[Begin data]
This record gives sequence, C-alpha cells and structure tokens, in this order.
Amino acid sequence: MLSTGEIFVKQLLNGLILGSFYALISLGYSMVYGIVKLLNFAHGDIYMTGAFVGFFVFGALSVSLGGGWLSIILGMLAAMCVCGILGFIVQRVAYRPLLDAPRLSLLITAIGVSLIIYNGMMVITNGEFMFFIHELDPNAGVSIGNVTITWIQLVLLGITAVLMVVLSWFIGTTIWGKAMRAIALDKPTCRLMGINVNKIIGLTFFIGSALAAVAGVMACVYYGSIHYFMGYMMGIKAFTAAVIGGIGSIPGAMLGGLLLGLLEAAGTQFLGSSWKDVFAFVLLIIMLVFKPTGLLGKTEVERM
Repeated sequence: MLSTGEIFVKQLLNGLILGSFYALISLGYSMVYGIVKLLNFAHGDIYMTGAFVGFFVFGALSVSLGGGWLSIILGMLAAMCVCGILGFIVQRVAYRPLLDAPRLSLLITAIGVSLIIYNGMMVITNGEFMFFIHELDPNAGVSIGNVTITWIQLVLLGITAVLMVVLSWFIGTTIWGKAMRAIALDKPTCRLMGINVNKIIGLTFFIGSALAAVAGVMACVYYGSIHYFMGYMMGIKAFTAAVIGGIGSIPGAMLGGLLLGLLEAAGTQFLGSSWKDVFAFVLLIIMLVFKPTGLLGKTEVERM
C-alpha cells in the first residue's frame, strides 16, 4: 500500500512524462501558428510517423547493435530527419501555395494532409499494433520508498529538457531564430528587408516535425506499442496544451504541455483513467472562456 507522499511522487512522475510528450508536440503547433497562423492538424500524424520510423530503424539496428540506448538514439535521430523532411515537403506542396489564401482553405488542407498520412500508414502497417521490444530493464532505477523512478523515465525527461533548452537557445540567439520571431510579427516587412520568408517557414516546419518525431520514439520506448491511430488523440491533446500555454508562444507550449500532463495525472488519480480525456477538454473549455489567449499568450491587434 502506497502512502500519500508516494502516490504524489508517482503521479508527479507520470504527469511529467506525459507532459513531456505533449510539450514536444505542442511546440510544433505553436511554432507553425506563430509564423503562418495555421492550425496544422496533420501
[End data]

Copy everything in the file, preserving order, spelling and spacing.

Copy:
This record gives sequence, C-alpha cells and structure tokens, in this order.
Amino acid sequence: MLSTGEIFVKQLLNGLILGSFYALISLGYSMVYGIVKLLNFAHGDIYMTGAFVGFFVFGALSVSLGGGWLSIILGMLAAMCVCGILGFIVQRVAYRPLLDAPRLSLLITAIGVSLIIYNGMMVITNGEFMFFIHELDPNAGVSIGNVTITWIQLVLLGITAVLMVVLSWFIGTTIWGKAMRAIALDKPTCRLMGINVNKIIGLTFFIGSALAAVAGVMACVYYGSIHYFMGYMMGIKAFTAAVIGGIGSIPGAMLGGLLLGLLEAAGTQFLGSSWKDVFAFVLLIIMLVFKPTGLLGKTEVERM
Repeated sequence: MLSTGEIFVKQLLNGLILGSFYALISLGYSMVYGIVKLLNFAHGDIYMTGAFVGFFVFGALSVSLGGGWLSIILGMLAAMCVCGILGFIVQRVAYRPLLDAPRLSLLITAIGVSLIIYNGMMVITNGEFMFFIHELDPNAGVSIGNVTITWIQLVLLGITAVLMVVLSWFIGTTIWGKAMRAIALDKPTCRLMGINVNKIIGLTFFIGSALAAVAGVMACVYYGSIHYFMGYMMGIKAFTAAVIGGIGSIPGAMLGGLLLGLLEAAGTQFLGSSWKDVFAFVLLIIMLVFKPTGLLGKTEVERM
C-alpha cells in the first residue's frame, strides 16, 4: 500500500512524462501558428510517423547493435530527419501555395494532409499494433520508498529538457531564430528587408516535425506499442496544451504541455483513467472562456 507522499511522487512522475510528450508536440503547433497562423492538424500524424520510423530503424539496428540506448538514439535521430523532411515537403506542396489564401482553405488542407498520412500508414502497417521490444530493464532505477523512478523515465525527461533548452537557445540567439520571431510579427516587412520568408517557414516546419518525431520514439520506448491511430488523440491533446500555454508562444507550449500532463495525472488519480480525456477538454473549455489567449499568450491587434 502506497502512502500519500508516494502516490504524489508517482503521479508527479507520470504527469511529467506525459507532459513531456505533449510539450514536444505542442511546440510544433505553436511554432507553425506563430509564423503562418495555421492550425496544422496533420501